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Turbulent Thailand

Thailand protesters call for probe into king's wealth and spending

More than 10,000 gather outside Siam Commercial Bank

Thousands of protesters gather outside the massive headquarters of Siam Commercial Bank in northern Bangkok on Nov. 25. In 2017, King Maha Vajiralongkorn transferred nearly one-quarter of its shares into his own name from the Crown Property Bureau. (Photo by Masayuki Yuda)

BANGKOK -- More than 10,000 protesters dispersed peacefully on Wednesday night after a protest outside the headquarters of Siam Commercial Bank filled with fiery speeches of political defiance and sweeter singalongs.

King Maha Vajiralongkorn is the largest individual shareholder in the bank, and protesters have previously urged people to close their accounts to indicate dissent.

One of the protest leaders, Panusaya "Ruang" Sithijirawattanakul, said the next demonstration would be on Friday at 4 p.m. but she did not disclose the venue. Ruang has been listed among the BBC 100 Women 2020 along with Hong Kong protest leader Agnes Chow.

Another leader, Parit "Penguin" Chiwarak, demanded an investigation into the king's wealth and spending habits.

Penguin asked the crowd to join in a final song Wednesday in case he is arrested and unable to protest on Friday. He described his leadership position as "the greatest privilege of my life," but said he was always replaceable. "Everybody is a leader, and they can't catch everybody," he said.

In a Facebook post the previous day, Penguin said police had ordered him to report to its technology crime suppression division at the Government Complex on Dec. 1.

Similar summonses have been issued to at least 12 activists, according to local reports. They include Ruang, Arnon Nampa, a human rights lawyer, and student leaders such as Tattep "Ford" Ruangprapaikitseree, Patsaravalee "Mind" Tanakitvibulpon, and Panupong "Mike Rayong" Jadnok.

The summonses came ahead of the rally outside the SCB headquarters in northern Bangkok that began at 3 p.m. and aggravated the normally bad traffic in the area. The large complex was closed for the day, but branches opened as normal. SCB shares closed 2.28% higher than the previous session at the Stock Exchange of Thailand.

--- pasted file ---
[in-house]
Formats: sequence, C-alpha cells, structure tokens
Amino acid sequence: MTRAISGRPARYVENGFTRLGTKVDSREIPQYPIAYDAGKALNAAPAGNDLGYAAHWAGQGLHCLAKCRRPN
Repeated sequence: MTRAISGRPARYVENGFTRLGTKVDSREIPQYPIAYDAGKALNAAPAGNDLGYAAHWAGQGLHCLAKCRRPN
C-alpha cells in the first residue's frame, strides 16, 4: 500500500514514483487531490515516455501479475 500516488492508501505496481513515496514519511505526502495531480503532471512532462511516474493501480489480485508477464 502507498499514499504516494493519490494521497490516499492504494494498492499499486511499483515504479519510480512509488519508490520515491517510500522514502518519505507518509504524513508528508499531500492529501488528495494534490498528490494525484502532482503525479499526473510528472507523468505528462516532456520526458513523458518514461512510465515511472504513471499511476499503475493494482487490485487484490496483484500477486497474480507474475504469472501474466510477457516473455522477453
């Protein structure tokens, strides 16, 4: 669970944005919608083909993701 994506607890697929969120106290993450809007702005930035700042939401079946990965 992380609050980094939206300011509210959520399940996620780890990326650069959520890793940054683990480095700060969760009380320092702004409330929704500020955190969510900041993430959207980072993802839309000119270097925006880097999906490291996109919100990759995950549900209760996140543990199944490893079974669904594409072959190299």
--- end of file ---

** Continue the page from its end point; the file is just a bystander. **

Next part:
"Although the old are dying, the new cannot be born -- this is a crisis of hegemony," said protest organizer Free Youth in a statement before the rally. "To tackle it, the ruling class must surrender to enlightened people who wish to break the chains and make another world possible."

"Down with the ruling class, long live the people," it signed off.

Protest organizers originally planned to gather at Democracy Monument and then march toward the Crown Property Bureau in the administrative heart of the capital to demand an investigation into the king's wealth and spending.

The police had heavily barricaded the CPB area with shipping containers, concrete barricades and a cocoon of razor wire. Protesters had been warned not to come within 150 meters of the compound, which is located in the administrative heart of the capital.

Organizers said the overnight change of venue was intended "to reduce tension, avoid a clash, and not to fall into a trap set by a tyrant."

Authorities were seen installing extra surveillance cameras around SCB early on Wednesday morning.

The shipping containers blocking the area around the Crown Property Bureau included ones with Safmarine, P&O Nedlloyd, Hamburg Sud and Maersk Sealand liveries. The official account for A.P. Moller-Maersk, a global leader in container shipping, tweeted its concern that Maersk branded containers were being used as "barricades in recent unrest events" in Thailand. "These containers are not owned by Maersk, but sold in the open market to a third party," it said.

Three hours later, Maersk clarified the unexpected ding in its image: "We acknowledge that our used container resale processes have not been fully met, and we will consider additional measures for future sales."

Thai authorities have had problems before misusing shipping containers. In March 2009, when they were deployed to block off Government House from Red Shirt protesters, the Red Shirts brought in heavy cranes and dumped the steel containers in a nearby canal.

King Vajiralongkorn is the largest shareholder in SCB, Thailand's second largest bank by assets, holding 23.4% of the shares in his own name.

CPB assets were estimated to exceed $60 billion in 2016 when the king acceded, and include prime real estate and substantial blue chip equity, notably in Siam Cement Group and SCB. The Crown Property Bureau, which dates from the 1930s, was established to manage of the assets of the throne, but in 2017 these became the personal property of the king.